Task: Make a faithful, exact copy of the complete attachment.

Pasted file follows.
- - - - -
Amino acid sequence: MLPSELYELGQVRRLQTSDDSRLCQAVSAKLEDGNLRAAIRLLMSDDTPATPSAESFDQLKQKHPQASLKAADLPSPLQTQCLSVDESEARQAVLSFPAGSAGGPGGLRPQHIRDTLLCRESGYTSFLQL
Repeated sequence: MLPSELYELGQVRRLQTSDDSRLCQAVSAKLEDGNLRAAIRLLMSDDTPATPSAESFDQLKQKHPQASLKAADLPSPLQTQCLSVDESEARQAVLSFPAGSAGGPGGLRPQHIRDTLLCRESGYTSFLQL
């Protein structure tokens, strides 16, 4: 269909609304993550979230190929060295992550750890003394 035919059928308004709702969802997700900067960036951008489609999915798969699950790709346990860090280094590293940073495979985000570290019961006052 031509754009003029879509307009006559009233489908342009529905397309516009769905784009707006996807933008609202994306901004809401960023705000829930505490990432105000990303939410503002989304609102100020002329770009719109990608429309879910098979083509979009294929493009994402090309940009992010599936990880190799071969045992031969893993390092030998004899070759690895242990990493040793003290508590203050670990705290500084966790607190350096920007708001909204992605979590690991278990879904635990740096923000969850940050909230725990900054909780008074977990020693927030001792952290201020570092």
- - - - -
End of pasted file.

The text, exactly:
Amino acid sequence: MLPSELYELGQVRRLQTSDDSRLCQAVSAKLEDGNLRAAIRLLMSDDTPATPSAESFDQLKQKHPQASLKAADLPSPLQTQCLSVDESEARQAVLSFPAGSAGGPGGLRPQHIRDTLLCRESGYTSFLQL
Repeated sequence: MLPSELYELGQVRRLQTSDDSRLCQAVSAKLEDGNLRAAIRLLMSDDTPATPSAESFDQLKQKHPQASLKAADLPSPLQTQCLSVDESEARQAVLSFPAGSAGGPGGLRPQHIRDTLLCRESGYTSFLQL
């Protein structure tokens, strides 16, 4: 269909609304993550979230190929060295992550750890003394 035919059928308004709702969802997700900067960036951008489609999915798969699950790709346990860090280094590293940073495979985000570290019961006052 031509754009003029879509307009006559009233489908342009529905397309516009769905784009707006996807933008609202994306901004809401960023705000829930505490990432105000990303939410503002989304609102100020002329770009719109990608429309879910098979083509979009294929493009994402090309940009992010599936990880190799071969045992031969893993390092030998004899070759690895242990990493040793003290508590203050670990705290500084966790607190350096920007708001909204992605979590690991278990879904635990740096923000969850940050909230725990900054909780008074977990020693927030001792952290201020570092």